> uber eXtensible Micro-Hypervisor Framework Documentation > pc-intel-x86_32



As a first step, check the uberXMHF (pc-intel-x86_32) Hardware Requirements, and be sure to enable the corresponding BIOS options. Also make sure your BIOS is up to date; you could ruin your motherboard if your BIOS is buggy. Secondly, ensure that you are running one of the supported guest operating systems (see uberXMHF (pc-intel-x86_32) Supported Guest Operating Systems). Lastly, configure your system to boot uberXMHF as described below.

Configure target system to boot uberXMHF

You will need to install Grub 1, if you haven’t already. On most modern Linux distributions, you will need to downgrade from Grub 2. On Windows machines without a Linux installation, you will need to install Grub. This can be done by installing a minimal Linux installation, which will typically take care of non-destructively repartitioning for you.

Downgrade from Grub 2 to Grub 1

Booting uberXMHF is currently only supported using Grub 1. If Grub 2 is already installed (as it typically is on recent Linux distributions), you will need to downgrade to Grub 1.

The following commands accomplish the above task on Ubuntu:

sudo apt-get purge grub* os-prober
sudo apt-get purge grub-gfxpayload-lists
sudo apt-get install grub
sudo update-grub
grub-install /dev/sda

And remove lines (if any) from /boot/grub/menu.lst:

title          Chainload into GRUB 2
root           b5912383-7f9e-4911-b51d-b14ce8cea70b
kernel         /boot/grub/core.img

For further details refer to the following posts on downgrading GRUB for Ubuntu and downgrading GRUB for Debian respectively.

Get the correct SINIT module

uberXMHF launches itself with a dynamic root of trust. On Intel platforms, this requires a signed SINIT module provided by Intel, that matches your platform CPU and chipset.

SINIT modules can be found here: http://software.intel.com/en-us/articles/intel-trusted-execution-technology/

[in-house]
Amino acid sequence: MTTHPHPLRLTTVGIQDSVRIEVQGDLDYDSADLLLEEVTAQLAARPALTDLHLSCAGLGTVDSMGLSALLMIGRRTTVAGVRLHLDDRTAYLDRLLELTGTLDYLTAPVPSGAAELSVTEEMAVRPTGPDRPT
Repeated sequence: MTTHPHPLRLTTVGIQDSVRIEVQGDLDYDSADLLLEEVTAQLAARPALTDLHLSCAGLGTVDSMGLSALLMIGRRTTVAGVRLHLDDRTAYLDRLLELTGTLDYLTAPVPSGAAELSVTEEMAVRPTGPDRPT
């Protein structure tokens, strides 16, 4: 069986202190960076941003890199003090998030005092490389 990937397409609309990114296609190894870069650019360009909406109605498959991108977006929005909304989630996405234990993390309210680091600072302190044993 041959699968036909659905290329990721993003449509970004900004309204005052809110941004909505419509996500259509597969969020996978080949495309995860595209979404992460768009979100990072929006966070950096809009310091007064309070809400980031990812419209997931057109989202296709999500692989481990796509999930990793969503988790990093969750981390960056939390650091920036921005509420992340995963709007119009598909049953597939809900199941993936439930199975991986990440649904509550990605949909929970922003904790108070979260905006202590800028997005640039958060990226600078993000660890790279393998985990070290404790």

Building and Installing uberXMHF binaries

If you haven’t already built and installed uberXMHF, see Verifying and Building uberXMHF (pc-intel-x86_32)

Adding a Grub entry to boot Linux

You will need to add a Grub entry to /boot/grub/menu.lst. To ensure that it doesn’t get clobbered, put it outside the AUTOMAGIC KERNEL LIST.

To boot a Linux guest, we create a grub entry that loads the hypervisor, and then re-loads grub. When booting the machine, first choose the uberXMHF entry, and then choose a normal Linux entry.

A grub entry for uberXMHF should look something like this:

title uberXMHF
   	rootnoverify (hd0,1)                                      # should point to /boot
   	kernel /boot/xmhf-x86-vmx-x86pc.bin.gz serial=115200,8n1,0x3f8 # substitute in the correct serial address
   	modulenounzip (hd0)+1                                     # should point to where grub is installed
        modulenounzip /boot/4th_gen_i5_i7_SINIT_75.BIN            # Intel TXT AC SINIT module

This will boot uberXMHF with debug output going to the specified serial port, and then reload grub.

savedefault for unattended boot

Booting linux involves loading the grub menu twice. The first time you must select the uberXMHF entry, and the second time you must select an OS entry. You can automate this by using savedefault.

Set grub to boot the saved default:

default         saved

Have your uberXMHF entry and what you want as your default OS entry save each-other as the new default:

title uberXMHF
    savedefault 1

title Default OS
    savedefault 0

The parameter to savedefault is the menu entry that you would like as the new default.